To help justify the $5.1bn Tesaro price tag Glaxosmithkline really needed the Prima study to show that Zejula could benefit a much broader set of front-line ovarian cancer patients. Data presented today at Esmo seem to do just that.
The Prima study, one of three front-line ovarian cancer trials unveiled at a presidential session in Barcelona today, was the purest test of Parp inhibition in this setting. It evaluated Zejula versus placebo as maintenance in patients who responded to front-line platinum chemotherapy, a setting in which Lynparza set a new standard of care at last year’s conference.
The Astrazeneca/Merck & Co drug is only approved in BRCA-positive patients, however. Prima, like the Paola-1 and Velia studies also presented today, recruited all comers. All three trials analysed the data using various prespecified subgroups, based on patients’ mutation status, and all confirmed a benefit in those with other types of damaged DNA repair pathways.
Developers hope that these studies will convince regulators to approve Parp inhibitors for all patients front line, as they are in the relapsed setting. In the Prima study, across all patients, Zejula reduced the risk of disease progression by 38% versus placebo, a result that gives Glaxo a good chance of achieving that goal.
The result was driven by BRCA-positives and patients with other forms of homologous recombination deficiency (HRD), although notably the company managed to achieve a 32% reduction in the risk of progression in a group described as "HRD-proficient", essentially negative.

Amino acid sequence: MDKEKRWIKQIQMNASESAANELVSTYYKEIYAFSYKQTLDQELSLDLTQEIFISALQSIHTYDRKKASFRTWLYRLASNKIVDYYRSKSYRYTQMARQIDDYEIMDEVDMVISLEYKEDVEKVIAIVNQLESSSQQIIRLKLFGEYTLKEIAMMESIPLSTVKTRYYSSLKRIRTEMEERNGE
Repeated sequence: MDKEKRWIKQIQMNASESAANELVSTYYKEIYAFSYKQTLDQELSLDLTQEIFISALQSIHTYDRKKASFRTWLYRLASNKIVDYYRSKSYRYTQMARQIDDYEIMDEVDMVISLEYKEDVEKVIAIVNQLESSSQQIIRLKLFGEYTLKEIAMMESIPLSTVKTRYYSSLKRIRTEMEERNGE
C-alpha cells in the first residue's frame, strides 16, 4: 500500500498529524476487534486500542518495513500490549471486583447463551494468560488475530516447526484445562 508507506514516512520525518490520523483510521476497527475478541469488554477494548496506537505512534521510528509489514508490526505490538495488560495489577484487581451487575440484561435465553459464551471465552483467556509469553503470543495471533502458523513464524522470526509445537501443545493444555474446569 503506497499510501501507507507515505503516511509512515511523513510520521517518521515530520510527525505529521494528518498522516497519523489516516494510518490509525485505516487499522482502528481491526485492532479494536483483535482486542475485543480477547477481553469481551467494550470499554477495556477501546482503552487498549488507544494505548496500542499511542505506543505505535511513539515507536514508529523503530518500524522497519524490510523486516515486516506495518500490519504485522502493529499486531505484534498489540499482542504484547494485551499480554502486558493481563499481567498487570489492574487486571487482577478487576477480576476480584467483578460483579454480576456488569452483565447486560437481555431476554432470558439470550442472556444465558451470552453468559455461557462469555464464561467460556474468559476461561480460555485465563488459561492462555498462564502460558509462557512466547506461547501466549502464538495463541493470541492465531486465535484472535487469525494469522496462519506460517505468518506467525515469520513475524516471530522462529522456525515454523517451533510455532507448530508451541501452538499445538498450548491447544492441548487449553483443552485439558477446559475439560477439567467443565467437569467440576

This is only an exploratory analysis, but Dr Susana Banerjee of the UK’s Royal Marsden Hospital, who was invited by Esmo to review the three studies, described this finding as “very interesting”.
“This suggests we should give a Parp inhibitor to all comers. But we need to understand this data in more detail, because the next question is: are we ready to deliver HRD testing in practice?”
The lack of a widely available and reliable test of patient’s HRD status will probably help the case for a broad label here. Glaxo could also benefit from being the only company with a successful single-agent maintenance study: in the Paola-1 trial Lynparza was given on top of Roche’s Avastin (Esmo 2019 – Lynparza pushes Parps forward again, September 28, 2019).
Substantial differences in design make it very hard to stack these studies up against each other, though a look at the various hazard ratios makes for an interesting comparison, all the usual caveats notwithstanding.
|Front-line ovarian cancer maintenance: cross-trial comparison of hazard ratios|
|Paola-1 (Avastin plus Lynparza vs Avastin)||Prima (Zejula vs placebo)||Solo-1 (Lynparza vs placebo)|
|Source: Esmo press release, NEJM, drug label.|
The difference in hazard ratios between Zejula’s HRD-proficient patients, from which the 32% risk reduction is derived, and HRD-negative finding in Paola-1, stands out here.
“We’re pretty sure this is a drug effect" rather than being down to differences in trial design, Axel Hoos, head of oncology for Glaxo, told reporters this morning. “It could be a secondary mechanism: Zejula has three to four times higher tissue penetration, so we are getting more into the tumour. Obviously this is just a hypothesis but there are some preclinical data to support that.”
Dr Banerjee commented that in the recurrent setting Parps were considered largely equal, so Glaxo will have to work hard to convince oncologists on this point. But it is clear that Prima has given the company’s prospects in this space a huge boost.